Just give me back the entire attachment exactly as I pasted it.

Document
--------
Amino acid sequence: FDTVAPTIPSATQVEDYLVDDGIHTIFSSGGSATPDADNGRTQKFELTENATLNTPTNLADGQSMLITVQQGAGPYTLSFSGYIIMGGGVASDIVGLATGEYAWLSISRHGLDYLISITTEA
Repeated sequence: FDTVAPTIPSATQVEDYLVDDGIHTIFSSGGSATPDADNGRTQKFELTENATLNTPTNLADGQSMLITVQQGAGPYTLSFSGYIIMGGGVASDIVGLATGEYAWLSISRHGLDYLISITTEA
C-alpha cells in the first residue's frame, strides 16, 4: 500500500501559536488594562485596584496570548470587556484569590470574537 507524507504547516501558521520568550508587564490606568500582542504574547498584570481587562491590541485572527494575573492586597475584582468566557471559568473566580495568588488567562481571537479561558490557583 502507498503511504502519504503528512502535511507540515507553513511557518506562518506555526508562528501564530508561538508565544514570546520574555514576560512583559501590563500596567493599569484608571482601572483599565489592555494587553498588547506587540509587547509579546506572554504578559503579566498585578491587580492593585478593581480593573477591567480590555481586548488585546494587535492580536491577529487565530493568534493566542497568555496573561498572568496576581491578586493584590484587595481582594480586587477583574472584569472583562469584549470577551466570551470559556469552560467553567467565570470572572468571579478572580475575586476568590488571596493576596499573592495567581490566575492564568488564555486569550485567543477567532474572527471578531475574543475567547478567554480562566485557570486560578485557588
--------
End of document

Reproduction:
Amino acid sequence: FDTVAPTIPSATQVEDYLVDDGIHTIFSSGGSATPDADNGRTQKFELTENATLNTPTNLADGQSMLITVQQGAGPYTLSFSGYIIMGGGVASDIVGLATGEYAWLSISRHGLDYLISITTEA
Repeated sequence: FDTVAPTIPSATQVEDYLVDDGIHTIFSSGGSATPDADNGRTQKFELTENATLNTPTNLADGQSMLITVQQGAGPYTLSFSGYIIMGGGVASDIVGLATGEYAWLSISRHGLDYLISITTEA
C-alpha cells in the first residue's frame, strides 16, 4: 500500500501559536488594562485596584496570548470587556484569590470574537 507524507504547516501558521520568550508587564490606568500582542504574547498584570481587562491590541485572527494575573492586597475584582468566557471559568473566580495568588488567562481571537479561558490557583 502507498503511504502519504503528512502535511507540515507553513511557518506562518506555526508562528501564530508561538508565544514570546520574555514576560512583559501590563500596567493599569484608571482601572483599565489592555494587553498588547506587540509587547509579546506572554504578559503579566498585578491587580492593585478593581480593573477591567480590555481586548488585546494587535492580536491577529487565530493568534493566542497568555496573561498572568496576581491578586493584590484587595481582594480586587477583574472584569472583562469584549470577551466570551470559556469552560467553567467565570470572572468571579478572580475575586476568590488571596493576596499573592495567581490566575492564568488564555486569550485567543477567532474572527471578531475574543475567547478567554480562566485557570486560578485557588